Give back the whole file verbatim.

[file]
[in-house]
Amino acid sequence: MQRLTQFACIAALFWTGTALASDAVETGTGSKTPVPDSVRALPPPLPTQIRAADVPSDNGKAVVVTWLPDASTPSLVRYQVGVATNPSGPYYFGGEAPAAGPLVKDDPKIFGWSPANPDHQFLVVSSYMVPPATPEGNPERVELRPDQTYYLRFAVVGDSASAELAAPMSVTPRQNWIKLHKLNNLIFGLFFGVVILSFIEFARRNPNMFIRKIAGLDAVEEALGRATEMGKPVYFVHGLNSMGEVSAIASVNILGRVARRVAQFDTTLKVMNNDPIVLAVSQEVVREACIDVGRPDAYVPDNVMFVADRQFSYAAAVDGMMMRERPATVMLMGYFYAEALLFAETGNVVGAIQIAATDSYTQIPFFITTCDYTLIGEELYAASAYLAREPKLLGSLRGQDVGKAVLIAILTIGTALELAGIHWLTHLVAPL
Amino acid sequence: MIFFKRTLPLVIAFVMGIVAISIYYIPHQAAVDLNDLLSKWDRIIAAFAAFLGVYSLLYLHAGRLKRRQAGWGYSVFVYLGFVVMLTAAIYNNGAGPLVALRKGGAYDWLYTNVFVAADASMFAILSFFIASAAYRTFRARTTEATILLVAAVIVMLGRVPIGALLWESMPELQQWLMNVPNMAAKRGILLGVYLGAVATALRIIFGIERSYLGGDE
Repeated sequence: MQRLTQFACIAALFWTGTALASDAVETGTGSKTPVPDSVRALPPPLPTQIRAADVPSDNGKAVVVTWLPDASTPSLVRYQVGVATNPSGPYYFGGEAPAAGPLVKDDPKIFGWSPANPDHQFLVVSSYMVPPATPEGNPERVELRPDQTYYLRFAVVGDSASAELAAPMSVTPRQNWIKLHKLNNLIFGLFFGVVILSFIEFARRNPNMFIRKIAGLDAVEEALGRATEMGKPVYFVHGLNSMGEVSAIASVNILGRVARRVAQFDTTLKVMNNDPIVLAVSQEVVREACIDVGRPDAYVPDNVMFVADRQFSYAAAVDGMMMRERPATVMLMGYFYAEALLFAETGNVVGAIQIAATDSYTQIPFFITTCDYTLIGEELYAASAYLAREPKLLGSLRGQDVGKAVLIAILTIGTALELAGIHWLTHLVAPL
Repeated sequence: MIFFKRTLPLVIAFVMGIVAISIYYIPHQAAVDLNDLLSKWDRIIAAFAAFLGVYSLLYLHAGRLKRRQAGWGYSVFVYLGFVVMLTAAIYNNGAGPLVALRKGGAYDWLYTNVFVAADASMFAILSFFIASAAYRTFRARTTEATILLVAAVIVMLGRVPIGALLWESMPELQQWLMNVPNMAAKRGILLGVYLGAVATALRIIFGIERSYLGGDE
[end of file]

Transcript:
[in-house]
Amino acid sequence: MQRLTQFACIAALFWTGTALASDAVETGTGSKTPVPDSVRALPPPLPTQIRAADVPSDNGKAVVVTWLPDASTPSLVRYQVGVATNPSGPYYFGGEAPAAGPLVKDDPKIFGWSPANPDHQFLVVSSYMVPPATPEGNPERVELRPDQTYYLRFAVVGDSASAELAAPMSVTPRQNWIKLHKLNNLIFGLFFGVVILSFIEFARRNPNMFIRKIAGLDAVEEALGRATEMGKPVYFVHGLNSMGEVSAIASVNILGRVARRVAQFDTTLKVMNNDPIVLAVSQEVVREACIDVGRPDAYVPDNVMFVADRQFSYAAAVDGMMMRERPATVMLMGYFYAEALLFAETGNVVGAIQIAATDSYTQIPFFITTCDYTLIGEELYAASAYLAREPKLLGSLRGQDVGKAVLIAILTIGTALELAGIHWLTHLVAPL
Amino acid sequence: MIFFKRTLPLVIAFVMGIVAISIYYIPHQAAVDLNDLLSKWDRIIAAFAAFLGVYSLLYLHAGRLKRRQAGWGYSVFVYLGFVVMLTAAIYNNGAGPLVALRKGGAYDWLYTNVFVAADASMFAILSFFIASAAYRTFRARTTEATILLVAAVIVMLGRVPIGALLWESMPELQQWLMNVPNMAAKRGILLGVYLGAVATALRIIFGIERSYLGGDE
Repeated sequence: MQRLTQFACIAALFWTGTALASDAVETGTGSKTPVPDSVRALPPPLPTQIRAADVPSDNGKAVVVTWLPDASTPSLVRYQVGVATNPSGPYYFGGEAPAAGPLVKDDPKIFGWSPANPDHQFLVVSSYMVPPATPEGNPERVELRPDQTYYLRFAVVGDSASAELAAPMSVTPRQNWIKLHKLNNLIFGLFFGVVILSFIEFARRNPNMFIRKIAGLDAVEEALGRATEMGKPVYFVHGLNSMGEVSAIASVNILGRVARRVAQFDTTLKVMNNDPIVLAVSQEVVREACIDVGRPDAYVPDNVMFVADRQFSYAAAVDGMMMRERPATVMLMGYFYAEALLFAETGNVVGAIQIAATDSYTQIPFFITTCDYTLIGEELYAASAYLAREPKLLGSLRGQDVGKAVLIAILTIGTALELAGIHWLTHLVAPL
Repeated sequence: MIFFKRTLPLVIAFVMGIVAISIYYIPHQAAVDLNDLLSKWDRIIAAFAAFLGVYSLLYLHAGRLKRRQAGWGYSVFVYLGFVVMLTAAIYNNGAGPLVALRKGGAYDWLYTNVFVAADASMFAILSFFIASAAYRTFRARTTEATILLVAAVIVMLGRVPIGALLWESMPELQQWLMNVPNMAAKRGILLGVYLGAVATALRIIFGIERSYLGGDE